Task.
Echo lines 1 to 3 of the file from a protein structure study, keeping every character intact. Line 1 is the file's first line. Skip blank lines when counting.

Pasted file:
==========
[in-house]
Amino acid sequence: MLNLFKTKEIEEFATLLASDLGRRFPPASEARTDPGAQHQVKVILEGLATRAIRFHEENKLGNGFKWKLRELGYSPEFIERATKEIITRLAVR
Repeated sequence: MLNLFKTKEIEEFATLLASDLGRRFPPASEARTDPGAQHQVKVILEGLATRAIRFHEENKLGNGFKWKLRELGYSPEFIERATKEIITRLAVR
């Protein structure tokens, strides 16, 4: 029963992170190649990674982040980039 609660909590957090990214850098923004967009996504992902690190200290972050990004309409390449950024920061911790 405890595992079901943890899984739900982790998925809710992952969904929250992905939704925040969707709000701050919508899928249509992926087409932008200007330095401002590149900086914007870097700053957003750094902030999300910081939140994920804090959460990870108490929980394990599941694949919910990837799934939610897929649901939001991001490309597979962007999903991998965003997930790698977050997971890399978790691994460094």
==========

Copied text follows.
[in-house]
Amino acid sequence: MLNLFKTKEIEEFATLLASDLGRRFPPASEARTDPGAQHQVKVILEGLATRAIRFHEENKLGNGFKWKLRELGYSPEFIERATKEIITRLAVR
Repeated sequence: MLNLFKTKEIEEFATLLASDLGRRFPPASEARTDPGAQHQVKVILEGLATRAIRFHEENKLGNGFKWKLRELGYSPEFIERATKEIITRLAVR